Articles & Publications

By Nicklas Balboa
Published in: Personal Excellence presented by

Why is self-awareness one of the most sought after leadership skills? During times of intense difficulty, when important decisions must be made, self-awareness can be the difference between sinking or swimming.

Difficult decisions stir our emotions. It is part of what makes us human. In the heat of the moment, the brain boosts the production of hormones and neurotransmitters that drive our current state of mind. We then translate those ‘good or bad’ inner experiences into words, sentences, and stories. At this stage, we’ve begun the climb up the Ladder of Conclusions (Fig. 1). Our “story” puts words to the drama of the experience, contributing to the formulation of our beliefs. Once we’ve interpreted the meaning of our “story”, we arrive at a set of conclusions. By climbing up the ladder we crystallize our position, and close off the influence of other sources of vital information.

Ladder of Conclusions Figure 1. The Ladder of Conclusions is a creation of Judith E. Glaser, inventor of Conversational Intelligence. Graphics by Roxanne Panero, The CreatingWE Institute.

For example, when I began my career as a researcher in Conversational Intelligence, I studied the effects that certain biochemicals, such as cortisol & oxytocin, have on behavior. In piecing together the biological bits and bolts of everyday conversations, I felt that I had a strong understanding of what influences our ability to connect through language. Ambitiously, I concluded that I myself was conversationally intelligent. It came as a surprise when my boss Judith E. Glaser, creator of Conversational Intelligence, told me that I had a lot to learn in order to master conversations. “Nick, you know a lot about how people work, but what’s more important is how you work with them. There’s an art within the science,” she said. Wise words that I carry with me today. Rather than being open to other people, their perspectives and data, I found myself constantly arguing to defend my position. Meanwhile our business was expanding, and the demand for interpersonal skills was on the rise. I found myself at a career cross-roads: I could no longer operate from behind the scenes, and needed to work one-on-one with clients to help them successfully navigate our product platform. I felt fear, panic, and uncertainty, but I remembered that when you find yourself at the top of the ladder, the only place you can go is back down.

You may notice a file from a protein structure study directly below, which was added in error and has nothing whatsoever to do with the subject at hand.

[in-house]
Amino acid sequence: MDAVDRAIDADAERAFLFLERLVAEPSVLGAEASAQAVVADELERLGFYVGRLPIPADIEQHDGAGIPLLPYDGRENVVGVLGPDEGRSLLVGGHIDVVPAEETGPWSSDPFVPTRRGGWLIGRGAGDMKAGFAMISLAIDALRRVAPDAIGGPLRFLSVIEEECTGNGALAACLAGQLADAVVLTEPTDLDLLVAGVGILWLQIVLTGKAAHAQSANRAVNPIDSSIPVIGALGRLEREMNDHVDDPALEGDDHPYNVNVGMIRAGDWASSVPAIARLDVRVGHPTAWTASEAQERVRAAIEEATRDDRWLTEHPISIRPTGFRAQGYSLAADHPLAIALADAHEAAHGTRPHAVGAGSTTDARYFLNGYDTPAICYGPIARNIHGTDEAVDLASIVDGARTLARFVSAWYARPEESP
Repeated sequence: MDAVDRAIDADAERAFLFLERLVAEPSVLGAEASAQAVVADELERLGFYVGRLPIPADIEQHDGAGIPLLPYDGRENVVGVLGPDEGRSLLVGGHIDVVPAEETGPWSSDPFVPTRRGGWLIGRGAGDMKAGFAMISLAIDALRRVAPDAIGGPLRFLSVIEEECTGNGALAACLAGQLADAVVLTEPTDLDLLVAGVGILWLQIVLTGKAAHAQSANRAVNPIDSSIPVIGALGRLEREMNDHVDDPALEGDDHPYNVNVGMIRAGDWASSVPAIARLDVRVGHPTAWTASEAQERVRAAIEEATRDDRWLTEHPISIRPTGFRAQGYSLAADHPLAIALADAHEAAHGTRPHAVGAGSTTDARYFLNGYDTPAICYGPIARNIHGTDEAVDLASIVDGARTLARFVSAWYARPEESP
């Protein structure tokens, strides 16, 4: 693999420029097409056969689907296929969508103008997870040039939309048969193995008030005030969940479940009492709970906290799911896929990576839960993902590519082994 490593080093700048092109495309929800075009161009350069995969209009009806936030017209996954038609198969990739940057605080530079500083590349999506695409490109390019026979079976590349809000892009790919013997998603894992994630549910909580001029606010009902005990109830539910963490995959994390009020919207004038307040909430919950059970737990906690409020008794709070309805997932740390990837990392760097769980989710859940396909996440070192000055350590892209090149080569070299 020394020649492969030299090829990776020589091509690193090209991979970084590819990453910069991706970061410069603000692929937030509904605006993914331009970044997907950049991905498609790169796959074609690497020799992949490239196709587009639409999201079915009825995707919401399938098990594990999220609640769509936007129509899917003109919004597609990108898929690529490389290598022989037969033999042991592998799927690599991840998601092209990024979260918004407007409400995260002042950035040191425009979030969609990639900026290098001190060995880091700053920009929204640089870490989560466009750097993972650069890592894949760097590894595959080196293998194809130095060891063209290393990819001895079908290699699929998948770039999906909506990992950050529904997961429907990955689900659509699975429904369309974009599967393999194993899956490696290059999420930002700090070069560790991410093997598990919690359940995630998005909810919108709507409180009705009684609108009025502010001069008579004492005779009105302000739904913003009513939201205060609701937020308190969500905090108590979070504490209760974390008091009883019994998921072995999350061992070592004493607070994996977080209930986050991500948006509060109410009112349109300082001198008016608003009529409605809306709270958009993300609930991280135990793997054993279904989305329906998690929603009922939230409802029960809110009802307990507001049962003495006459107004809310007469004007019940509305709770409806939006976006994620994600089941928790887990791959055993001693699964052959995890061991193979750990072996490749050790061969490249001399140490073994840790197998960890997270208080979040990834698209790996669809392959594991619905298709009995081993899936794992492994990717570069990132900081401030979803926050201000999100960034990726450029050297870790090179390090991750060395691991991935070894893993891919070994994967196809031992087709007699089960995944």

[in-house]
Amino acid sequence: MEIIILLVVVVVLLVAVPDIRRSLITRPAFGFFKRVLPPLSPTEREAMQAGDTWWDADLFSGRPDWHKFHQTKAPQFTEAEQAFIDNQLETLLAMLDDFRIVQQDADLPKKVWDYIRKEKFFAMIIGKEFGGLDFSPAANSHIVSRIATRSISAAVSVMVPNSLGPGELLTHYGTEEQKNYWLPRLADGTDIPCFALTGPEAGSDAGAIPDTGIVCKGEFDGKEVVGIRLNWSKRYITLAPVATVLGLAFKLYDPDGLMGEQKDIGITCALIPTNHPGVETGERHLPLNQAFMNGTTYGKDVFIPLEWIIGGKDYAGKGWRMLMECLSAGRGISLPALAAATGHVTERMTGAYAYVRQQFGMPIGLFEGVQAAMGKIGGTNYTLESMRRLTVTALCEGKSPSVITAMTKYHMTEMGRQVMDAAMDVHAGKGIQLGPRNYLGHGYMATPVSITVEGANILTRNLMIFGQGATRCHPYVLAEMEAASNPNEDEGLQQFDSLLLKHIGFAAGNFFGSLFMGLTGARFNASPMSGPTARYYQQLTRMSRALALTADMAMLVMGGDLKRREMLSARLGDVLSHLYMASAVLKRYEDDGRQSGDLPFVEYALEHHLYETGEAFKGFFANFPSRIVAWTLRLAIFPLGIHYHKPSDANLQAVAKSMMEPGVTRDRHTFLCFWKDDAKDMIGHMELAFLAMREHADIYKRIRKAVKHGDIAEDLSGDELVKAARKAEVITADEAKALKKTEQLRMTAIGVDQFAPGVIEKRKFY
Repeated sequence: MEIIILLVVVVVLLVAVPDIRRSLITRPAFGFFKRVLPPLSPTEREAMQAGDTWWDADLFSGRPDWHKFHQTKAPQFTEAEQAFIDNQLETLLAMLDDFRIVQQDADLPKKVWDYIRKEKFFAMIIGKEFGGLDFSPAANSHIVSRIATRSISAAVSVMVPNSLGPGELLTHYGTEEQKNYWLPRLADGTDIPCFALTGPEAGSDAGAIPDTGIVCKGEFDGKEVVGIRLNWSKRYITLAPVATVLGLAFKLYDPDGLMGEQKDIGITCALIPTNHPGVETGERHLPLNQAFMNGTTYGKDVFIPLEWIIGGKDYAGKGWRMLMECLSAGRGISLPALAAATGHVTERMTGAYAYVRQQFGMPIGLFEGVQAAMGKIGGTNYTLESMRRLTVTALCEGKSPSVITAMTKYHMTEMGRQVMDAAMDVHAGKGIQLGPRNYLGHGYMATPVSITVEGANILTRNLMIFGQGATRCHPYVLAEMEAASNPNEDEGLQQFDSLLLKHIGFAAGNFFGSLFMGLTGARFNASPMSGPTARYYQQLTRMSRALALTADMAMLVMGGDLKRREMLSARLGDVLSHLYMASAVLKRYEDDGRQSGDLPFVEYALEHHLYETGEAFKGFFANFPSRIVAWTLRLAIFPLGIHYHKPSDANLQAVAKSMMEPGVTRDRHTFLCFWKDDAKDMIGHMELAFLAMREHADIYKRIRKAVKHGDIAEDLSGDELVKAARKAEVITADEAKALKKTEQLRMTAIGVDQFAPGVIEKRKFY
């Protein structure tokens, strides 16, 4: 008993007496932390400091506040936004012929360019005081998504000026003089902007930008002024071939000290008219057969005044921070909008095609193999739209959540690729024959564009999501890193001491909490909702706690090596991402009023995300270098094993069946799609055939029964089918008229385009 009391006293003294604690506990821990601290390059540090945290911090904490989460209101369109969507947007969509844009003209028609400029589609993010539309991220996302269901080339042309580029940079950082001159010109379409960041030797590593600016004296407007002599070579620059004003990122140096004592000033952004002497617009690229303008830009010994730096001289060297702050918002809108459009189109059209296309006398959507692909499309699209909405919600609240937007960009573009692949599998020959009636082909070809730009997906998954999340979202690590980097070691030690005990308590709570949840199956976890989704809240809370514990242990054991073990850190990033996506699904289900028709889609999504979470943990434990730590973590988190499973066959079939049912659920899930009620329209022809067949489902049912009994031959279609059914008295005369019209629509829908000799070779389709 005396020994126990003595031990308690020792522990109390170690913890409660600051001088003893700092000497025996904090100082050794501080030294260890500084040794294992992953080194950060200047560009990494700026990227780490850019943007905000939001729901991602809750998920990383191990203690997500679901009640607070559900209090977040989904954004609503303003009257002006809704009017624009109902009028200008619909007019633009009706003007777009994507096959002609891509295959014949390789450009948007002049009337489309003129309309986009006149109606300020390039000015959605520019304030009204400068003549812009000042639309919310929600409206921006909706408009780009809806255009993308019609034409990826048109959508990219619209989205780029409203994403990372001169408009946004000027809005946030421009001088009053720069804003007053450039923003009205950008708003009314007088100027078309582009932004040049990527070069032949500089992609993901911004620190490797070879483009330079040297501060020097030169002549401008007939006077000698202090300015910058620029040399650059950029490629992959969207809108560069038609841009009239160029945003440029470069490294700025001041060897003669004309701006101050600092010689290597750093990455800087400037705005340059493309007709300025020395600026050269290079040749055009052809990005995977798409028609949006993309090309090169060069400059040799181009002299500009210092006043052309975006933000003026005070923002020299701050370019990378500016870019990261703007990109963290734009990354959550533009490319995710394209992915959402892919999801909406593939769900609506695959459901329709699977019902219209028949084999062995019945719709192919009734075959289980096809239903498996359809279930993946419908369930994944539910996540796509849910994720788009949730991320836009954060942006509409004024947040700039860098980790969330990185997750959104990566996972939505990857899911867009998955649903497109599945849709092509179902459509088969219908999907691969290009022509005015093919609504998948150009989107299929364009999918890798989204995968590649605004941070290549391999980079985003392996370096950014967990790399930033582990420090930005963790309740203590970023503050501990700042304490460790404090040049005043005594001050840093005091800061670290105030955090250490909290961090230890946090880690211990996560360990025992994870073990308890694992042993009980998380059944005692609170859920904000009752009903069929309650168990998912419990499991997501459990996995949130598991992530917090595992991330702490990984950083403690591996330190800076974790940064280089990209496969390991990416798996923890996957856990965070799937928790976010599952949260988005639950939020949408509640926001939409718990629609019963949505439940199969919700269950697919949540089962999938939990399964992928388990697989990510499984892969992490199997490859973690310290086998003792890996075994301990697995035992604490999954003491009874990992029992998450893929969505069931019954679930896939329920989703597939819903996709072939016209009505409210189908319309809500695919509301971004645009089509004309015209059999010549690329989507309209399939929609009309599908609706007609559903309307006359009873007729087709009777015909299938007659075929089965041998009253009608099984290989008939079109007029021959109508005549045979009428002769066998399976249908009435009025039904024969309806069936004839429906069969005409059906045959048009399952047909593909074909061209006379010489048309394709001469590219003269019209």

When we gather evidence to defend what we know, we operate like an ostrich with its head in the sand, only aware of the small world around us. Our beliefs influence what we observe, and dictate the data we select to base our decisions on. It takes true courage and self-awareness to shine a light on our own assumptions, and climb down the ladder of conclusions. By breaking this reflexive loop, we open our minds to the influences of new people, and new sources of information. When it comes to making important decisions, remember this: once you accept the fact that you can be wrong, you make better decisions.


Conversational Intelligence (The Book)

Promoting Trust in Everyday Conversations

Nicklas Balboa is a researcher and Project Manager at The CreatingWE Institute. Since joining The Institute in 2017, Nicklas worked alongside founders Judith E. Glaser & Richard D. Glaser on a myriad of Conversational Intelligence (C-IQ) projects. Nicklas is the Manager of the Institute’s Catalyst Tools and curated the WE-IQ TV Neuroscientist Interviews. He authors a blog on The Neuroscience of Conversations for Psychology Today. Key research interests include cognitive and brain sciences as they relate to interpersonal relationships.


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